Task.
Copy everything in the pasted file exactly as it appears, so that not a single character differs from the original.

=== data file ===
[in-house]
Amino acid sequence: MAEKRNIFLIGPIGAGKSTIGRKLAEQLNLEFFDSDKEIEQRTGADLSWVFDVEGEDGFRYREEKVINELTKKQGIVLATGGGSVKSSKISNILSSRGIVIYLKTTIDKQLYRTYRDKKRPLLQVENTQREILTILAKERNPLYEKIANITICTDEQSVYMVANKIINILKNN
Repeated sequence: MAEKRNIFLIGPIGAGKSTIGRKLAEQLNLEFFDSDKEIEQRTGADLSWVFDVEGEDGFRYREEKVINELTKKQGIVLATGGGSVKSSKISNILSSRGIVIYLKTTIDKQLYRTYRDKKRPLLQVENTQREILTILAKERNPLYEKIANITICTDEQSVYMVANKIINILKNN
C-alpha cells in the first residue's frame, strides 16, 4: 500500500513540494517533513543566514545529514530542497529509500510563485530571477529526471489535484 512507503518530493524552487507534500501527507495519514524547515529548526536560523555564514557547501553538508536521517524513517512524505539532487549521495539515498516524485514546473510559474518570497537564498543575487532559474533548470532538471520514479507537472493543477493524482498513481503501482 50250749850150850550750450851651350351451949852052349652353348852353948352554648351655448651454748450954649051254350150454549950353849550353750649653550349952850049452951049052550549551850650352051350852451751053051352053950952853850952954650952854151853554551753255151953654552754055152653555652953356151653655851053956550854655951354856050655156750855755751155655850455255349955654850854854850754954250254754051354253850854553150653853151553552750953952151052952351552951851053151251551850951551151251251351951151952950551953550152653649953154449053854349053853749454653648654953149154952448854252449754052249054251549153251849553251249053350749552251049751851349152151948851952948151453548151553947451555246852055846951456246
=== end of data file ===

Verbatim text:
[in-house]
Amino acid sequence: MAEKRNIFLIGPIGAGKSTIGRKLAEQLNLEFFDSDKEIEQRTGADLSWVFDVEGEDGFRYREEKVINELTKKQGIVLATGGGSVKSSKISNILSSRGIVIYLKTTIDKQLYRTYRDKKRPLLQVENTQREILTILAKERNPLYEKIANITICTDEQSVYMVANKIINILKNN
Repeated sequence: MAEKRNIFLIGPIGAGKSTIGRKLAEQLNLEFFDSDKEIEQRTGADLSWVFDVEGEDGFRYREEKVINELTKKQGIVLATGGGSVKSSKISNILSSRGIVIYLKTTIDKQLYRTYRDKKRPLLQVENTQREILTILAKERNPLYEKIANITICTDEQSVYMVANKIINILKNN
C-alpha cells in the first residue's frame, strides 16, 4: 500500500513540494517533513543566514545529514530542497529509500510563485530571477529526471489535484 512507503518530493524552487507534500501527507495519514524547515529548526536560523555564514557547501553538508536521517524513517512524505539532487549521495539515498516524485514546473510559474518570497537564498543575487532559474533548470532538471520514479507537472493543477493524482498513481503501482 50250749850150850550750450851651350351451949852052349652353348852353948352554648351655448651454748450954649051254350150454549950353849550353750649653550349952850049452951049052550549551850650352051350852451751053051352053950952853850952954650952854151853554551753255151953654552754055152653555652953356151653655851053956550854655951354856050655156750855755751155655850455255349955654850854854850754954250254754051354253850854553150653853151553552750953952151052952351552951851053151251551850951551151251251351951151952950551953550152653649953154449053854349053853749454653648654953149154952448854252449754052249054251549153251849553251249053350749552251049751851349152151948851952948151453548151553947451555246852055846951456246